Where appearance is king
Mofaz, everyone would soon find out, was ill equipped for a world where media appearances mean everything. He didn't say the right things and what little he had to say he did not say very well. And he made really, really, preposterously ill-thought moves.
Shortly after winning the primaries, in March 2012, he declared himself the "leader" of the social-protest movement, swearing to lead the protests until Netanyahu was no more. His strange announcement was mocked far and wide, by media, protesters, and his fellow politicos. Nor did he ever follow up on his promise to serve as a fighting opposition.
Instead, two months after declaring war on Netanyahu, Mofaz made the biggest mistake of his life, burying whatever was left of his leadership: he joined Netanyahu's government.
In a stunning, shockingly idiotic move in hindsight, Kadima surprised just about everyone and joined the Likud's coalition, forming one of Israel's biggest governments – moments before the Knesset was about to vote to disperse.
His decision to join Netanyahu seems to have surprised even Mofaz himself. Just the day before he'd savaged Labor leader Shelly Yacimovich for allegedly conspiring to join Netanyahu's government herself.
Mofaz's move served the immediate interests of two people: Netanyahu, who supported early elections and then freaked out when early polls suggested he might lose; and Mofaz, who polls predicted a sorry showing in elections. But in the longer term, it served only Netanyahu. He got to be on Time Magazine's cover, with the title "King Bibi" next to his smiling image, while Mofaz remained in the position of court jester and minister without portfolio.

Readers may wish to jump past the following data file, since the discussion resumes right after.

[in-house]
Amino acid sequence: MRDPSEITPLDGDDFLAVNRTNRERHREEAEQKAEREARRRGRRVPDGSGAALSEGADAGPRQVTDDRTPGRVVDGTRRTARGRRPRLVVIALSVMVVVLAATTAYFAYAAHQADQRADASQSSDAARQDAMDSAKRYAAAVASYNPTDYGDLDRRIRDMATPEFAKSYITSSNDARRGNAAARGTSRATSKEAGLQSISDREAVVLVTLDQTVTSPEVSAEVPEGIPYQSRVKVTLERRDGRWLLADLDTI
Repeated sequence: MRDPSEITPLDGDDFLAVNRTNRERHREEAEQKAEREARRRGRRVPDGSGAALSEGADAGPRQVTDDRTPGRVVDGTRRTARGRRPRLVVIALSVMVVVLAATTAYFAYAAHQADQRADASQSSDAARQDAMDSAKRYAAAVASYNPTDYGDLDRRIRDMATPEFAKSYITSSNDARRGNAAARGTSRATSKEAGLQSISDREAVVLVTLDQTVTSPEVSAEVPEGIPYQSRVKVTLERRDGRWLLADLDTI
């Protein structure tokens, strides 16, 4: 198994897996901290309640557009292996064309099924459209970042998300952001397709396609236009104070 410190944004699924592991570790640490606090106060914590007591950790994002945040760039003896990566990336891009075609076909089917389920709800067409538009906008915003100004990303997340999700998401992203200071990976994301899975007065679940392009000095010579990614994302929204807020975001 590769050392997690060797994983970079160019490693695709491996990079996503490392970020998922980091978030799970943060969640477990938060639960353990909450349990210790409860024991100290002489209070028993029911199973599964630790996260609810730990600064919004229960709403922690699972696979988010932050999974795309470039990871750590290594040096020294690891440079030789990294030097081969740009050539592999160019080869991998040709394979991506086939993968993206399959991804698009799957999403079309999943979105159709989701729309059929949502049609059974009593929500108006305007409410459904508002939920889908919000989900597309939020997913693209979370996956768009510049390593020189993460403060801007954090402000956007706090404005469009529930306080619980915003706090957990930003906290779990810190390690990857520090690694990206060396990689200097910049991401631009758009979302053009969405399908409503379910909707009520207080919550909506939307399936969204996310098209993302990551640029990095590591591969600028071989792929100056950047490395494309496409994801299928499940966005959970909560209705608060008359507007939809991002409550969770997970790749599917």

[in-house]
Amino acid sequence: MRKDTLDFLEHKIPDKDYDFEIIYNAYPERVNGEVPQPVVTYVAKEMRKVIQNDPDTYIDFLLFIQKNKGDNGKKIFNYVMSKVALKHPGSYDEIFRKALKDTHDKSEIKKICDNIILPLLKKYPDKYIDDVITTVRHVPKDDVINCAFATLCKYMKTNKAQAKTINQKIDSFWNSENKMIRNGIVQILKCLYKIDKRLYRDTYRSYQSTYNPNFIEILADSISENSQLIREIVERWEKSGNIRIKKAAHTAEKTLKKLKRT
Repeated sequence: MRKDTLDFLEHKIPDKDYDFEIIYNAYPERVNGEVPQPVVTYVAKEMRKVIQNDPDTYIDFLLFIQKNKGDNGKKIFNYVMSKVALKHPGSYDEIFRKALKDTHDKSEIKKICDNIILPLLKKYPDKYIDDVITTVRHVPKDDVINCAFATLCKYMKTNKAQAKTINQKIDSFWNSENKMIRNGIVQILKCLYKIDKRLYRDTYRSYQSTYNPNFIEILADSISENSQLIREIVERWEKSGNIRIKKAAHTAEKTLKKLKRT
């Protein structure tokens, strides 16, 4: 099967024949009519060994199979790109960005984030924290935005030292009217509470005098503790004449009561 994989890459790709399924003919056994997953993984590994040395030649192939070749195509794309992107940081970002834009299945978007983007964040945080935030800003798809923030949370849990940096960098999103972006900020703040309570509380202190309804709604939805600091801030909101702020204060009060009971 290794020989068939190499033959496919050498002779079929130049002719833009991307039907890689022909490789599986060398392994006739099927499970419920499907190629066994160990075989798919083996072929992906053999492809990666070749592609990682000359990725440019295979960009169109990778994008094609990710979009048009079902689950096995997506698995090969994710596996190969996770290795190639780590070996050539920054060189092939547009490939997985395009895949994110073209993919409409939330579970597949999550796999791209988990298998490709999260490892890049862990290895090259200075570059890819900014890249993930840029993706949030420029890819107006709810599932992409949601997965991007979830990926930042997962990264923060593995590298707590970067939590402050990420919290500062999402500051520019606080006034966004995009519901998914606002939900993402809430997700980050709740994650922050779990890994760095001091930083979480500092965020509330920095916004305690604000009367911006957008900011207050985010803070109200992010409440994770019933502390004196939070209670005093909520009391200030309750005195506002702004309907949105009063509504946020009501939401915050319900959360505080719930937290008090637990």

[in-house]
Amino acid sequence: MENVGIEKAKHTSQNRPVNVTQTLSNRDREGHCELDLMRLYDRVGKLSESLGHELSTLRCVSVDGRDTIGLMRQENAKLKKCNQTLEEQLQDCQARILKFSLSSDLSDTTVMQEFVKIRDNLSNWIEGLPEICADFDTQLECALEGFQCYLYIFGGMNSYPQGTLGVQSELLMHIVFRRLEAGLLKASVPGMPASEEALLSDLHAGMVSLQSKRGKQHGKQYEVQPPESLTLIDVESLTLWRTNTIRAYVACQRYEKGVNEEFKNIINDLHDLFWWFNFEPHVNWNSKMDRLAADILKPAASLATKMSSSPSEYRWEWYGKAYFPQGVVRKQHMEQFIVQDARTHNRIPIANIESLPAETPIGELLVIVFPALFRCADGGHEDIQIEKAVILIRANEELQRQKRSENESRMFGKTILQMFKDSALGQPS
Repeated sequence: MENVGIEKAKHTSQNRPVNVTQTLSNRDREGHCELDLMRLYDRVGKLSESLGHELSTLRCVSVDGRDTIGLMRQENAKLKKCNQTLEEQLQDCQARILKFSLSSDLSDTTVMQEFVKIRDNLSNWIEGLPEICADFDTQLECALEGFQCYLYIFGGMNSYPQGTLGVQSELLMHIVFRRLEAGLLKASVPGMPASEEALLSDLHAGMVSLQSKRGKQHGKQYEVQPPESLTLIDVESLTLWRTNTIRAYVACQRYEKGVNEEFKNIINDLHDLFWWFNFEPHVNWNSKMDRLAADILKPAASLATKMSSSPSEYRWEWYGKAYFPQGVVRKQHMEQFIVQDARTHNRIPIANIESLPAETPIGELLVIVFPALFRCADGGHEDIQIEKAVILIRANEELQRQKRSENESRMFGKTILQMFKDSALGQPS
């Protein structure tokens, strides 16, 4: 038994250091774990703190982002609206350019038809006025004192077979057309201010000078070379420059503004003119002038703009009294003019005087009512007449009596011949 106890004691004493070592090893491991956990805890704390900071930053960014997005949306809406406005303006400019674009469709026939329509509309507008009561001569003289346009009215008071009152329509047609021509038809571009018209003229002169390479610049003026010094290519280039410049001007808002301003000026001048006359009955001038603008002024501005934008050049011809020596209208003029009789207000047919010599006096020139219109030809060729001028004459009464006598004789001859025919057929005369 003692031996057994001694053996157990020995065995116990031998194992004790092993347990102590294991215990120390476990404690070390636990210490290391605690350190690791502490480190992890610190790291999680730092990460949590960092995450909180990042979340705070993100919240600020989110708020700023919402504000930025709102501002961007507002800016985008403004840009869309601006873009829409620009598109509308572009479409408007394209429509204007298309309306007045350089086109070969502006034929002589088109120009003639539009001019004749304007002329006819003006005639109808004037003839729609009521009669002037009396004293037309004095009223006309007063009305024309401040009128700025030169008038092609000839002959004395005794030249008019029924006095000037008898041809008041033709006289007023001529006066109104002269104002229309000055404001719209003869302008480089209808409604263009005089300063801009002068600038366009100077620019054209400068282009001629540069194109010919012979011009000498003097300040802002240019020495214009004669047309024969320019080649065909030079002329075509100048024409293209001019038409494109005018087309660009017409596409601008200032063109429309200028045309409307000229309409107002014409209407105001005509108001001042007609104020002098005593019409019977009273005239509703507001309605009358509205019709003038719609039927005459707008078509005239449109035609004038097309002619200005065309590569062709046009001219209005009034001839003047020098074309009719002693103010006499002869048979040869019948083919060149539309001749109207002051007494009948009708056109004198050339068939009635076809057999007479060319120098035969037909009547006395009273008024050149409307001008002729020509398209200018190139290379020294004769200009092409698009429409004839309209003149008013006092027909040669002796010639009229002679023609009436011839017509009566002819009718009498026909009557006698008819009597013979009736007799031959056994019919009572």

Their union didn't last very long. Within two months, Mofaz had bolted the government.
His official reason was the government's non-action on drafting ultra-Orthodox Jews. The unofficial reason was that his decision to join Netanyahu blew up in his face. It put off his party's demise – but if anything, Kadima today is in worse shape than ever before. It may not make into the next Knesset at all.
To make matters worse, his arch-nemesis, Tzipi Livni, returned to the scene fresh from "retirement," founded a new party and took a third of Kadima, his party, with her. She'd waited on the sidelines, endlessly debating with confidantes and the media whether she should re-enter politics, and finally did just that when Netanyahu decided on early elections.
Instead of challenging Mofaz in Kadima, Livni founded Hatnuah ("the movement"). In December, Hatnuah took 7 defectors and future-nobodies from Mofaz's Kadima.
Kadima is vanishing and Livni's Movement is polling around 10 seats, having poached her backers from Kadima. Despite his best effort, Mofaz could never persuade them that he was anything more than a political buffoon.
Now, on the eve of his political hereafter, Mofaz is bitter, and angry. He had it all: the popularity, the votes, the prestige. Then he lost it, unfairly in his eyes.
In his view, he was treated unfairly by the media and the public from the get-go - because of his background, because of his lack of media savvy, because of his Persian accent and because he came from a poor family. He was not born with a silver spoon in his mouth like Netanyahu or Livni.
Mofaz is an honest man, he claims, a simple man who came from nowhere and made something of himself. He dedicated four decades of his life to public service while maintaining a modest lifestyle, unlike politicians who hobnob with the rich and famous in fancy parties held in Tel Aviv.
Well and good. But in politics modesty is often of little consequence.
From being the Israeli version of Chuck Norris, he's become an Israeli version of George Costanza, or Terry Malloy, Marlon Brando's character from On the Waterfront. Like Malloy, Mofaz coulda been a contender. A somebody. But he made all the wrong decisions. He blew his best shot.
"That you are – kind of – the only politician that has not gotten himself dirtied with business tycoons? That doesn’t count," extols the narrator of Kadima's latest attempt to revive itself. Kadima's fall has been so dramatic that it doesn't even register in some of the polls
"People can't separate the man from the politician, but I can," says the fake-Persian narrator. "On January 22nd I am going to do the untrendiest thing there is and vote for the straight man behind the crooked politician: Shaul Mofaz ." The way it looks now, he'll be the only one.